Bodily discourse, constantly appropriated as a symbol of Irish famine and hunger in the wake of British maladministration of the land and its people since the Great Famine, is prevalent in Irish culture. However, this bodily discourse is dominated by nationalistic and patriarchal narratives. An increasing number of women in contemporary Ireland look at themselves anew through their own bodies. Through the reading of Eithne Strong's poetry collection, Flesh: The Greatest Sin (1980), this paper discusses how the conflation of body and sin is entangled in the Irish context, how the female writer manages to untangle the fine line fabricated between the two categories and reaffirm her female identity simultaneously, and finally the significance of such an attempt in the history of Irish literature. Copyright © 2017 UKM Press, National University of Malaysia (UKM).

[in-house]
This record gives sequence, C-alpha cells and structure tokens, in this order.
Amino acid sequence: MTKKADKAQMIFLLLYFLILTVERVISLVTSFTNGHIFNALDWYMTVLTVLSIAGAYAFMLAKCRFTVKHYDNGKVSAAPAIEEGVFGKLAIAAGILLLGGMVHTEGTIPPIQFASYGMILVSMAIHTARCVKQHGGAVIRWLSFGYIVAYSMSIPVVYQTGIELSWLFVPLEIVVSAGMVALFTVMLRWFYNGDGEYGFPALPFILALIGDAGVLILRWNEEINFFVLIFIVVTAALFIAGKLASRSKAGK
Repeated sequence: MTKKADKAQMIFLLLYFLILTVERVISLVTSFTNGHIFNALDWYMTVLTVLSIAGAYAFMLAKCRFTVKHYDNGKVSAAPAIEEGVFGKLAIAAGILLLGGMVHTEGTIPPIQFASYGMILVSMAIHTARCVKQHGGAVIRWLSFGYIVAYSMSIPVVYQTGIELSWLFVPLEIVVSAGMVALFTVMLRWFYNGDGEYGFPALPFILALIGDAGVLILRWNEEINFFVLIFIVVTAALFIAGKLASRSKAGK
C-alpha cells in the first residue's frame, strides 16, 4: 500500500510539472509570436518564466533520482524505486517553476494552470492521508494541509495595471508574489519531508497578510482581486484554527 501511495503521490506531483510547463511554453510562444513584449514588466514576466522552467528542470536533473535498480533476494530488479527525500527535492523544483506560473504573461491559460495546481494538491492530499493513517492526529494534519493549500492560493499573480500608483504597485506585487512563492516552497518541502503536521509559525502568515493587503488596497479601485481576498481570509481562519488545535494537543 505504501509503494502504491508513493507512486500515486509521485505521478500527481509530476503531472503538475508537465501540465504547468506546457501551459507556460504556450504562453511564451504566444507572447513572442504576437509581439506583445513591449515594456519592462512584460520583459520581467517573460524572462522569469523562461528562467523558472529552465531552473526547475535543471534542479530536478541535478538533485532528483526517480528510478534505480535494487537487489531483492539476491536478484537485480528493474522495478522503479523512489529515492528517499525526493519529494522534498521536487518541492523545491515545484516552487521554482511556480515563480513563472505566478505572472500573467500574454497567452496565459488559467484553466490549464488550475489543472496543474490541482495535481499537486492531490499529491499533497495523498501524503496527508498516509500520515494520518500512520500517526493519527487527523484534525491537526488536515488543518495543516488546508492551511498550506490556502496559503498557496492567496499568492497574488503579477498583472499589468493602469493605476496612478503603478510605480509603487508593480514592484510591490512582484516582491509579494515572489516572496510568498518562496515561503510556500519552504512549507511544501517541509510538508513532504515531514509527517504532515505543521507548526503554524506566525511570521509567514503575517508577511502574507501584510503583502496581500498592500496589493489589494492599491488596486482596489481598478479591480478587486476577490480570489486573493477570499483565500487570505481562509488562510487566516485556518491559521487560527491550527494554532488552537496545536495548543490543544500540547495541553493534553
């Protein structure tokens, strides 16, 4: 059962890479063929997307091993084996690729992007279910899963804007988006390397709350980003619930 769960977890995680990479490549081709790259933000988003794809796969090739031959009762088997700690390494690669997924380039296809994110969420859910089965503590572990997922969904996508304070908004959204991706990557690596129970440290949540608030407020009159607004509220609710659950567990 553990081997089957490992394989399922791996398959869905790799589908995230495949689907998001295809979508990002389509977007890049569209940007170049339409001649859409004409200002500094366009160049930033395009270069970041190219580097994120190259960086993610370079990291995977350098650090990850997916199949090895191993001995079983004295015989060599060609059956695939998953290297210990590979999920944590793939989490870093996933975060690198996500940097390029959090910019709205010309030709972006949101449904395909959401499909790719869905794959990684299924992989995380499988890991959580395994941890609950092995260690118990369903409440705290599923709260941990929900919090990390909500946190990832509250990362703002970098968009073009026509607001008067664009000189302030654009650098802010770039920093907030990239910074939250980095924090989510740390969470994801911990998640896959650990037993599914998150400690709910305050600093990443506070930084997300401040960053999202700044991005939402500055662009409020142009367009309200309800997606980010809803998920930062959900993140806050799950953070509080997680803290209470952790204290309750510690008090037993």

Bibliographical noteChang, H. (2017). The body and female identity in Eithne Strong's flesh: The greatest sin. 3L: Language, Linguistics, Literature, 23(4), 157-169. doi: 10.17576/3L-2017-2304-12
- The body
- Female identity
- Eithne Strong
- The greatest sin